Types of Liturgy

Types of Liturgy



From the first days after Christ’s Ascension, the Apostles celebrated the Sacrament of the Divine Eucharist, because they wanted very much to remember Him and to feel that He was close to them. Every day they had an assembly where they sang hymns, recalled events of His life, the miracles, His words and, in particular His Passion and Resurrection. Afterwards, they’d repeat the words He’d given them at the Last Supper, they’d bless the bread and wine and then all of them would partake. Gradually, certain hymns were added, together with particular prayers, and the Liturgy as we know it today was formed.
For centuries now, three types of Liturgy have been established in the Orthodox Church.


The most common is the Liturgy of Saint John Chrysostom.

Similar, but longer is the Liturgy of Saint Basil, which is celebrated ten times a year: on the five Sundays in Great Lent; on Great Thursday and Great Saturday; on the eve of Christmas and Epiphany; and on January 1, when we celebrate his memory.
On weekdays in Great Lent- not Saturdays and Sundays, which aren’t fast days- we celebrate the Divine Liturgy of the Presanctified Gifts, or, more simply, the Presanctified.
On 23 October, when we celebrate the memory of Saint James, the Brother of Our Lord and first Bishop of Jerusalem, the Divine Liturgy of Saint James is celebrated in many churches.
The Divine Liturgy is usually celebrated in the morning. It can, however, take place in the evening (Presanctified) or at night, at a Vigil.
The requirements for the service are: the Holy Altar, the sacred vessels, the vestments of the priest and the Precious Gifts, that is the leavened bread (i.e made with yeast) and the red wine. The Divine Liturgy cannot be held in secret, that is with nobody else present except the celebrant. The presence of the faithful is an absolute requirement, even if it’s only one person, who may act as the choir.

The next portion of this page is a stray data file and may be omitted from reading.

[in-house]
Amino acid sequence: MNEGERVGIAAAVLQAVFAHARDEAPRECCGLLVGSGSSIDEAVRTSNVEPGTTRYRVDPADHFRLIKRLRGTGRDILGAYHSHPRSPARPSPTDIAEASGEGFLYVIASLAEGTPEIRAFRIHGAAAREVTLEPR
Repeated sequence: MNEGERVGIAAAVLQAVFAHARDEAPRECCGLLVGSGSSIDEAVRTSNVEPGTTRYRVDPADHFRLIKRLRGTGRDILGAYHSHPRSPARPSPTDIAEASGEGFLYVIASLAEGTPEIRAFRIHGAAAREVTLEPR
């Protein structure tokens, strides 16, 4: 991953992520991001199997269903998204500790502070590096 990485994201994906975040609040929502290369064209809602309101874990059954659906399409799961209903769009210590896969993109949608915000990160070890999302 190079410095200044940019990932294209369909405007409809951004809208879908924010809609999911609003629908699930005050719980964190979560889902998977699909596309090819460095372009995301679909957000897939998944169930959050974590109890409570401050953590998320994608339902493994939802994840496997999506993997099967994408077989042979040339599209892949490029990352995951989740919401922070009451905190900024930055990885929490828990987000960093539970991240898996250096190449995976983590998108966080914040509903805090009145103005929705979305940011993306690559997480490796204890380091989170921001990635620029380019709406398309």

Source: pemptousia.com



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Pemptousia Partnership

Pemptousia and OCN have entered a strategic partnership to bring Orthodoxy Worldwide. Greek philosophers from Ionia considered held that there were four elements or essences (ousies) in nature: earth, water, fire and air. Aristotle added ether to this foursome, which would make it the fifth (pempto) essence, pemptousia, or quintessence. The incarnation of God the Word found fertile ground in man’s proclivity to beauty, to goodness, to truth and to the eternal. Orthodoxy has not functioned as some religion or sect. It was not the movement of the human spirit towards God but the revelation of the true God, Jesus Christ, to man. A basic precept of Orthodoxy is that of the person ­– the personhood of God and of man. Orthodoxy is not a religious philosophy or way of thinking but revelation and life standing on the foundations of divine experience; it is the transcendence of the created and the intimacy of the Uncreated. Orthodox theology is drawn to genuine beauty; it is the theology of the One “fairer than the sons of men”. So in "Pemptousia", we just want to declare this "fifth essence", the divine beaut in our life. Please note, not all Pemptousia articles have bylines. If the author is known, he or she is listed in the article above.